CVM is hearing of reports of decreased availability of certain animal ivermectin products in certain regions of the country. If you are a veterinarian or animal caretaker who is having difficulty obtaining this drug for animal use, please let us know by emailing AnimalDrugShortages@fda.hhs.gov.
Please help us protect public health by reporting any animal drug advertising/animal ivermectin products with claims about preventing or curing COVID-19 by emailing FDA-COVID-19-Fraudulent-Products@fda.hhs.gov or calling 1-888-InfoFDA (1-888-463-6332).
We thank you for your help and cooperation with this urgent safety issue. CVM is hopeful that we can work together to prevent more people being harmed from taking animal drugs.
Please stay safe and healthy.
Dr. Steven Solomon
Director of FDA's Center for Veterinary Medicine
Informational Resources:


Veterinary Medical Board Update - September 2021

Welcome to a monthly update from the Veterinary Medical Board (Board). Please visit the Board's website at www.vmb.ca.gov for more information.

RECENT NEWS:

  • On July 28, 2021, proposed Second Modified Text for the Board's regulatory proposal to amend California Code of Regulations (CCR), title 16, section 2006, and the document entitled "Veterinary Medical Board Disciplinary Guidelines, July 2012 Edition", which is incorporated by reference, was noticed for 15 days. The public comment period closed on August 12, 2021.
  • On July 28, 2021, proposed Second Modified Text for the Board's regulatory proposal to add article 11 (commencing with section 2090) to division 20 of title 16 of the CCR related to Drug Compounding was noticed for 15 days. The public comment period closed on August 12, 2021.
  • On August 31, 2021, the Director of the Department of Consumer Affairs (DCA) issued Waiver Order DCA-21-193, which further extended the June 4, 2020 waiver order related to telemedicine for new or different medical conditions and prescription refills. The current extension order expires on October 31, 2021, unless further extended.

REMINDERS:

  • DCA Waiver Order DCA-21-175, which applies to individuals whose active licenses expire between March 31, 2020, and September 30, 2021, temporarily waives: 1) any statutory or regulatory requirement that individuals renewing a license pursuant to Division 2 of the Business and Professions Code (BPC) take and pass an examination in order to renew a license; and, 2) any statutory or regulatory requirement that an individual renewing a license pursuant to Division 2 of the BPC complete, or demonstrate compliance with, any continuing education (CE) requirements in order to renew a license. Licensees must satisfy any waived renewal requirements within six months of this order, unless further extended. This waiver order withdraws and rescinds prior related DCA orders waiving license renewal requirements. (Note: for licensees of the Board, only the temporary CE waiver is applicable; all other license renewal requirements must be met).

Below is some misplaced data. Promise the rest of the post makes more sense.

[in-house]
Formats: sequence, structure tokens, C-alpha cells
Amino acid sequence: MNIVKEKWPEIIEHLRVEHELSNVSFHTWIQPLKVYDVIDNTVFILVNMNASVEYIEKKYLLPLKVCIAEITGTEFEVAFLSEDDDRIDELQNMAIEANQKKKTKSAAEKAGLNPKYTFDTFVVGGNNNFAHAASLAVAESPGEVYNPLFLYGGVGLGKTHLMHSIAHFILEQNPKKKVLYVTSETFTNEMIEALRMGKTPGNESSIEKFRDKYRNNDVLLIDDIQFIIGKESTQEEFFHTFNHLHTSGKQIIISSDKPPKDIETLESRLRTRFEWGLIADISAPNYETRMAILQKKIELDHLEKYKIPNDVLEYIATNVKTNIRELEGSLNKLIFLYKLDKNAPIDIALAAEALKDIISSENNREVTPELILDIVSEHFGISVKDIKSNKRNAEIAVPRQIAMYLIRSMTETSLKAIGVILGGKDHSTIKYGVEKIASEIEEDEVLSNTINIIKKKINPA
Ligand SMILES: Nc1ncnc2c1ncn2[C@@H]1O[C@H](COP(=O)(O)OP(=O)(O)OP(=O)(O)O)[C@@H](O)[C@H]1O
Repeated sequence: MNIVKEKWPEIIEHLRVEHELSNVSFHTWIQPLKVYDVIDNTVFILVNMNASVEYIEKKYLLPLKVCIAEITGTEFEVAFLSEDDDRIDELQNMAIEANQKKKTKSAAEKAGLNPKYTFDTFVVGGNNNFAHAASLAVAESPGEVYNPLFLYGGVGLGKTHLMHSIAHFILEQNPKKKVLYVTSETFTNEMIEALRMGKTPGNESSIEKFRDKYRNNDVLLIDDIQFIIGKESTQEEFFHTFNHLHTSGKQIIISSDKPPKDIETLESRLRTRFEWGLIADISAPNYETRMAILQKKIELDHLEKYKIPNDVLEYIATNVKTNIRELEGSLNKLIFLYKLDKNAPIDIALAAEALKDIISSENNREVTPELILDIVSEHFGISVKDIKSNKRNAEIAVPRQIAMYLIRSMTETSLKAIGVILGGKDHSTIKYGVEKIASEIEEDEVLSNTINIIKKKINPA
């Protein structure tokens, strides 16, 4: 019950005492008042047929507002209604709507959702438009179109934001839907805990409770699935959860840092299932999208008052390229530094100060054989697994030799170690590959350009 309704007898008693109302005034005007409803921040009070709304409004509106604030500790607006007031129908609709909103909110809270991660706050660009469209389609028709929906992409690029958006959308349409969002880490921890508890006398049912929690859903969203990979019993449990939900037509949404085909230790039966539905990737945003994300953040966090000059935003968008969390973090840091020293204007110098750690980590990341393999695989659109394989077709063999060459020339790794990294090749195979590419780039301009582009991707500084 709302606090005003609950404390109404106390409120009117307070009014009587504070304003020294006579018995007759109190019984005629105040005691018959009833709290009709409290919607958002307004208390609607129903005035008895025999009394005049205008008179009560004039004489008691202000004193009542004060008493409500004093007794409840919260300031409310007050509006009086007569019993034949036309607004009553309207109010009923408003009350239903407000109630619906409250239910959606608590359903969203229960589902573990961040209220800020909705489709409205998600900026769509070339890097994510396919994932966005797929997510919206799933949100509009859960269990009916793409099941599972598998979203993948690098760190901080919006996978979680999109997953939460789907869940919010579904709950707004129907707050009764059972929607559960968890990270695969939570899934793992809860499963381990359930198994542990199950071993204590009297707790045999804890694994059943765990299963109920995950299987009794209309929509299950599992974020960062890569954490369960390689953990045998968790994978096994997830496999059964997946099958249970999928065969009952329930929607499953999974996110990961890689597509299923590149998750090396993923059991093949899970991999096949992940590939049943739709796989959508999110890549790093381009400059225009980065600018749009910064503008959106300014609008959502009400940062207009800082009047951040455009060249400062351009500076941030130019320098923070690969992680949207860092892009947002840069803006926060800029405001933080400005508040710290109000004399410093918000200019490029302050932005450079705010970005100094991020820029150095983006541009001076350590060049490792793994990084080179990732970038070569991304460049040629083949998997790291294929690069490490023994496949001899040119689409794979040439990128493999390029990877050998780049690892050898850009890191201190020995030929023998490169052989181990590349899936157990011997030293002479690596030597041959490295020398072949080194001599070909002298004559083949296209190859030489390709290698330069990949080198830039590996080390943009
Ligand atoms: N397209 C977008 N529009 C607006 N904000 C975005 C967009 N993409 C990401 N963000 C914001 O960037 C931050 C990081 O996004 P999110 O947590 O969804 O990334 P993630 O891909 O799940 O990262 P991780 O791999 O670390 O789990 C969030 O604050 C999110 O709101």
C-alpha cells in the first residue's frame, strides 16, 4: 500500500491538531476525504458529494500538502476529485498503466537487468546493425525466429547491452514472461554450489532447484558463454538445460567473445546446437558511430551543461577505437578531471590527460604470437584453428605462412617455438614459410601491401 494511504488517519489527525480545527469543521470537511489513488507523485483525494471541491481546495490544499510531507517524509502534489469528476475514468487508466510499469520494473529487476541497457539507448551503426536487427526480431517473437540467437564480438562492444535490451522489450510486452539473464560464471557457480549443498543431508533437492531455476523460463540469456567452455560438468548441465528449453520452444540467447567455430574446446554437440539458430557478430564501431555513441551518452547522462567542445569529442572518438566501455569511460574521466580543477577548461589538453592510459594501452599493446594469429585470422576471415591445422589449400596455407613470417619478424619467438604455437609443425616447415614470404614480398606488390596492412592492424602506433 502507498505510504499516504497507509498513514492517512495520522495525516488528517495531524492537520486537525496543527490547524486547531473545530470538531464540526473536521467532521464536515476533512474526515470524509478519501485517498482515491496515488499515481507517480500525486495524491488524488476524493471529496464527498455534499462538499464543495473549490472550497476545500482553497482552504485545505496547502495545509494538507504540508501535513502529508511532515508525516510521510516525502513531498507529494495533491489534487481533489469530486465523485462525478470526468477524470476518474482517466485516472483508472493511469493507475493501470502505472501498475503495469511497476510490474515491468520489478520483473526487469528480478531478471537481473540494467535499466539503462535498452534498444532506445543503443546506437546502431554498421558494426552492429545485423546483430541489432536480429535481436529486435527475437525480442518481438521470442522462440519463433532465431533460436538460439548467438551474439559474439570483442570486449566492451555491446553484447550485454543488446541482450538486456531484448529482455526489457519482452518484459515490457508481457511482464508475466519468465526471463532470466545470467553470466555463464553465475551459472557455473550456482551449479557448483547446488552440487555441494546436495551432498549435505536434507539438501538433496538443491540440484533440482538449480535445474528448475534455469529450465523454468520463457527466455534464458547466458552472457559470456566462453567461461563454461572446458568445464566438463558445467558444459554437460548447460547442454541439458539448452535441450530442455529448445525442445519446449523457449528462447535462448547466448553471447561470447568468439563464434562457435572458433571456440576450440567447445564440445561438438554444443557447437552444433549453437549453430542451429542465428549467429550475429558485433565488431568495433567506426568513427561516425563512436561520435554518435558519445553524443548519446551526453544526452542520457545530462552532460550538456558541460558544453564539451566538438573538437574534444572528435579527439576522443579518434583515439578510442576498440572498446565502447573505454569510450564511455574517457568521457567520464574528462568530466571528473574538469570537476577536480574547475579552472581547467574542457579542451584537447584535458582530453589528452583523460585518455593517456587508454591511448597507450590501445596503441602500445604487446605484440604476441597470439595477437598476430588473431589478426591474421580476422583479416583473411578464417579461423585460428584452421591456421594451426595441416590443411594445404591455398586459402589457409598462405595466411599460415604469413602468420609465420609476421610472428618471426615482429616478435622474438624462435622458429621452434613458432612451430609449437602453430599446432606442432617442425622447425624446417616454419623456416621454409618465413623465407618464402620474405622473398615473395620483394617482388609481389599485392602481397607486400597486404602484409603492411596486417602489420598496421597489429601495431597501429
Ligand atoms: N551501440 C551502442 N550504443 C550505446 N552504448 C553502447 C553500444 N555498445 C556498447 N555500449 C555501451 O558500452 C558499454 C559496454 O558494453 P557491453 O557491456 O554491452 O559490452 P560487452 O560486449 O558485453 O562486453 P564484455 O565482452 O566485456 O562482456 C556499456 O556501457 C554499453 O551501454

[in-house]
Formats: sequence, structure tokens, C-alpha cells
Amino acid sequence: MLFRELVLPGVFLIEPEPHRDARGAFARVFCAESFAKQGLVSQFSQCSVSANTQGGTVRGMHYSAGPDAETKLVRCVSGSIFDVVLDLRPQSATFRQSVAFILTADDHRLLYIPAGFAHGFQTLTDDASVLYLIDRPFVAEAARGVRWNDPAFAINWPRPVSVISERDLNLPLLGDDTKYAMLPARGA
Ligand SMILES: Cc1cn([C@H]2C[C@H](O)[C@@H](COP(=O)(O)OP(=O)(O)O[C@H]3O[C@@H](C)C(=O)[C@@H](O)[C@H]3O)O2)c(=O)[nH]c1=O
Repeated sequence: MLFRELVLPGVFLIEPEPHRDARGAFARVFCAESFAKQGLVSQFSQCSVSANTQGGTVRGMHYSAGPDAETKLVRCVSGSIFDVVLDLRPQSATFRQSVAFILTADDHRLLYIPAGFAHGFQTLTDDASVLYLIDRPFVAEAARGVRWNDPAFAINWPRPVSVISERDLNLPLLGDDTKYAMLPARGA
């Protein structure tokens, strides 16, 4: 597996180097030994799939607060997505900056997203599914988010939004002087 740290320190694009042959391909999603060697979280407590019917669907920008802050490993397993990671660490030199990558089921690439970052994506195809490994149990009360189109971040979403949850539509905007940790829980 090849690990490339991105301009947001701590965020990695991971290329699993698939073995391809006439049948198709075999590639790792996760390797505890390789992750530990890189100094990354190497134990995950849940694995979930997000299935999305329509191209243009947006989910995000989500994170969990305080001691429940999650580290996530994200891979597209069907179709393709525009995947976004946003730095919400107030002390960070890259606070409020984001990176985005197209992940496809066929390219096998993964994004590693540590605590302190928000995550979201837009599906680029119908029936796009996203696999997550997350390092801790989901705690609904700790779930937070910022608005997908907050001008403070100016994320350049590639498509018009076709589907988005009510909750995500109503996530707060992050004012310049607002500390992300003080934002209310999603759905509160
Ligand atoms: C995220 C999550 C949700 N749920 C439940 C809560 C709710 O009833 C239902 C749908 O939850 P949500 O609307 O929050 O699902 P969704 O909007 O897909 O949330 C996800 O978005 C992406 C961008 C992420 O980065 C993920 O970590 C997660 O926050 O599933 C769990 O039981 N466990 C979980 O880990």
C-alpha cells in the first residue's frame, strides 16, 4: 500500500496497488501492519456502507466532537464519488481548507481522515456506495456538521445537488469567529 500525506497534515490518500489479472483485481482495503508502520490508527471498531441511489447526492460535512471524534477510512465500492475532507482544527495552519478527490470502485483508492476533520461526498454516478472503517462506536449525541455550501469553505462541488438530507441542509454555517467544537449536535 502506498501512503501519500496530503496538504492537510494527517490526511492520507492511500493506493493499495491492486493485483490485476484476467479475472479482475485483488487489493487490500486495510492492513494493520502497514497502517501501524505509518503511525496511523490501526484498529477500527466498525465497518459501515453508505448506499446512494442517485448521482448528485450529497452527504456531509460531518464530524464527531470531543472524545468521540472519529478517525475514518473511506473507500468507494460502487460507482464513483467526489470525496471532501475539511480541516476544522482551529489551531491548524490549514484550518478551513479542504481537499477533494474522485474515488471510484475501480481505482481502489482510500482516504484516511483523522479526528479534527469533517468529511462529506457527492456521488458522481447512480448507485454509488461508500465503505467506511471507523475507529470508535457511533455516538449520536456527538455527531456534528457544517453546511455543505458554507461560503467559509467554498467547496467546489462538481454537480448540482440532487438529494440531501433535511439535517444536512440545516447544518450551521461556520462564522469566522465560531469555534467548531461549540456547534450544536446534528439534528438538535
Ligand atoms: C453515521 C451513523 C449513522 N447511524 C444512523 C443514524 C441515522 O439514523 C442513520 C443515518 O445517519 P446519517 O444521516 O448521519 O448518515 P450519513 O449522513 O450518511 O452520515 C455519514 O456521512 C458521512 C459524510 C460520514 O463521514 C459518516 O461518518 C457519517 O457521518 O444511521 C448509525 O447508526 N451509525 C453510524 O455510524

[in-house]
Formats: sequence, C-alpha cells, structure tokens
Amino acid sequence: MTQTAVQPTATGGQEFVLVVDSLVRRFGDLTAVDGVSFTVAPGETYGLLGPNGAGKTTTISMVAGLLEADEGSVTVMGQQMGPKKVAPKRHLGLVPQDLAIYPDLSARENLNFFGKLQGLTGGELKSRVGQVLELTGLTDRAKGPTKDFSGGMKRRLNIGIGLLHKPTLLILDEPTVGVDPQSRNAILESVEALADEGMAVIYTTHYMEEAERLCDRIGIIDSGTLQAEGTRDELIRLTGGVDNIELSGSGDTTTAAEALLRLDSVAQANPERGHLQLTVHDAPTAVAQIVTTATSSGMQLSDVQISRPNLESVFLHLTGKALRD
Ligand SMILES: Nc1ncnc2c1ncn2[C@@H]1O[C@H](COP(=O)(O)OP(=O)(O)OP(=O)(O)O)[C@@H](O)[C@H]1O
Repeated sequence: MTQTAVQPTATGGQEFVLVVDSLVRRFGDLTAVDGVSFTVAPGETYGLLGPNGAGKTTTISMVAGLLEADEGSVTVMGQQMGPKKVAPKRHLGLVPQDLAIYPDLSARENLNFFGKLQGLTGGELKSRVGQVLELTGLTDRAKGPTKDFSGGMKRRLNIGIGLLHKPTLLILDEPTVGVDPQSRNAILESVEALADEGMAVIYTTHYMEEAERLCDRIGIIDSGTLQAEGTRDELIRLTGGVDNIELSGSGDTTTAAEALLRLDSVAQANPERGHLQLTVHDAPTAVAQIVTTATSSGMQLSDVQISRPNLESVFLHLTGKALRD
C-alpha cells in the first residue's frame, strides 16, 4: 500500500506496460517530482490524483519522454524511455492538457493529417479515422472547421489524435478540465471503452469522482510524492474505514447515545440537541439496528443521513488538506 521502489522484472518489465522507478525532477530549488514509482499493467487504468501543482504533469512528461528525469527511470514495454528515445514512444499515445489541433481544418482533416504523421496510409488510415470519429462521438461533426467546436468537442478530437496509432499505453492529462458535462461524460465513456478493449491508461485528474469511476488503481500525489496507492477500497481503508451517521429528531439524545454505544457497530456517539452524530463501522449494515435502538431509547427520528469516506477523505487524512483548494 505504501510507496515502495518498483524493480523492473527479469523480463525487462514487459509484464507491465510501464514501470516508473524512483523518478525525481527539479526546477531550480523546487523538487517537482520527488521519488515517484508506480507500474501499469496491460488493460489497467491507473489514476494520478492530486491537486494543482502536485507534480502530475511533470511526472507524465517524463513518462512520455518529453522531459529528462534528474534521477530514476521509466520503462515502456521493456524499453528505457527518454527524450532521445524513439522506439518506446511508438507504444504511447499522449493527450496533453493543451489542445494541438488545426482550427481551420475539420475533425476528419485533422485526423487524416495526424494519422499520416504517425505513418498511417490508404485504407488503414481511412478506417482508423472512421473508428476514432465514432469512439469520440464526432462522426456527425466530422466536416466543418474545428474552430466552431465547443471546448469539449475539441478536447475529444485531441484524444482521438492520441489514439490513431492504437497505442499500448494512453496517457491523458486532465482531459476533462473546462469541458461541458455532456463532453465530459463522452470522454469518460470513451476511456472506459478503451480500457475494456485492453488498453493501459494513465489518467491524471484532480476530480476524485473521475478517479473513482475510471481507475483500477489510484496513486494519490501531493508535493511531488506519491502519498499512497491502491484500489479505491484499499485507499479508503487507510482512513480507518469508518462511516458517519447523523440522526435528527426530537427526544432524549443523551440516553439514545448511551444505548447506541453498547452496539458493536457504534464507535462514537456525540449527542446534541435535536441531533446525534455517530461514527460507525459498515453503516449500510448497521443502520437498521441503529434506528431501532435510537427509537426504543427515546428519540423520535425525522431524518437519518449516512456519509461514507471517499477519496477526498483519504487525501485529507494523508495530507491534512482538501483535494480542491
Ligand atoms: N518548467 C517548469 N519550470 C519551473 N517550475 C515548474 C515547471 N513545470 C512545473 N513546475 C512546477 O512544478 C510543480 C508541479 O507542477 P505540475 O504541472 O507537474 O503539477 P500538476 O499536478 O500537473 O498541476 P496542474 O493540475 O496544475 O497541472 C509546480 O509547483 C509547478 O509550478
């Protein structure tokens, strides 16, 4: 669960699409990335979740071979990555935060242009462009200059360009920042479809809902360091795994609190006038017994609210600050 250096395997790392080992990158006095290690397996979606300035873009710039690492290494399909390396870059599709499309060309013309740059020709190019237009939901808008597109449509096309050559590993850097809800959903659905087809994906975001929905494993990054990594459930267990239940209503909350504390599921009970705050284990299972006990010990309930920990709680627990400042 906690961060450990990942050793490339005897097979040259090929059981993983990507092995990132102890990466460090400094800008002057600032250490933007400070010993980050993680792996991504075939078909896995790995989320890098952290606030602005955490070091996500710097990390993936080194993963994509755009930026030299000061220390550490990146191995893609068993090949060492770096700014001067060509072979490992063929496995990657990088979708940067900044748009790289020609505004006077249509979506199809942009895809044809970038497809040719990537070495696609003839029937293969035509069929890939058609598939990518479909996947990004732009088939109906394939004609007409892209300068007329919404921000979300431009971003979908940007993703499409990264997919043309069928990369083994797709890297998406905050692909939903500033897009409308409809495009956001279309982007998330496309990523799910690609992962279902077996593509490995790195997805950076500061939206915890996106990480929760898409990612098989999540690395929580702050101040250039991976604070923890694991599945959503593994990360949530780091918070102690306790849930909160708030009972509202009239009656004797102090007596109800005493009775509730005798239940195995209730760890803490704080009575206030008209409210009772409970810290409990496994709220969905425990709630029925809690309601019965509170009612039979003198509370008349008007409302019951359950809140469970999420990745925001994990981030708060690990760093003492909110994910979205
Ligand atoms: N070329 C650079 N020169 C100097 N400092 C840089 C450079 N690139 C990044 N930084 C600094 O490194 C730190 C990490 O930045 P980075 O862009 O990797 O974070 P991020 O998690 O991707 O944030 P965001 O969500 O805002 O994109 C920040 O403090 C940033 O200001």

• Fingerprinting: Fingerprints are required for license renewal. (BPC, sections 1444836.2; CCR, tit. 16, section 2010.05.) Licensees should review their license renewal reminder to see if fingerprinting is specifically required to renew their licenses. The Board's website provides fingerprinting requirements and instructions and a list of Active Live Scan Sites for those who can complete fingerprinting in California. For those who are not able to travel to California, a request for a hard card packet for fingerprinting can be sent to vmb@dca.ca.gov. Licensees must include their Social Security Number (SSN) or Individual Taxpayer Identification Number (ITIN) when completing the Live Scan form or fingerprint card. If a licensee fails to identify their SSN or ITIN on the Live Scan form or fingerprint card, the Board will be unable to match the criminal history report with the licensee's file. License renewal cannot be completed until the Board receives the renewing licensee's criminal history report. Licensees are encouraged to complete fingerprinting well in advance of their license renewal date to ensure timely renewal.
  • Expert Witnesses Needed: The Board is continuing to recruit California licensed veterinarians to serve as expert witnesses for the Board's Enforcement Program. Expert witnesses play a very important role in consumer protection by providing their opinion on the standard of care in the profession. Experts are reimbursed for their services and may be called on to provide consultation to staff, review case materials, prepare written opinions, and, when necessary, testify at administrative hearings. For additional information, please visit the Board's website or contact Amber Kruse at Amber.Kruse@dca.ca.gov.

Coming Up:

  • The next scheduled meeting of the Board's Multidisciplinary Advisory Committee (MDC) is October 20, 2021.
  • The Board's next scheduled meeting is October 21-22, 2021.



Click HERE to Read 
UC Davis Spotlight

Click HERE to see the  
Regulation/Legislation
Report

VMB meeting Schedule

Veterinary Professional Liability Program
Hanover Insurance Group
Application

The California Department of Justice (DOJ) has provided a list of confirmed sites throughout California
that are currently providing Livescan services.
This list, as of April 27, 2020, is available on our website here.  (PDF is also HERE)
The Veterinary Medical Board will continue to revise its website as DOJ provides updated information to the Board.

California
Registered Veterinary Technicians Association
1017 L Street Suite 389 Sacramento California 95814 
916-244-2494  info@carvta.org
The California Registered Veterinary Technicians Association is a 501(c)6 not-for-profit organization.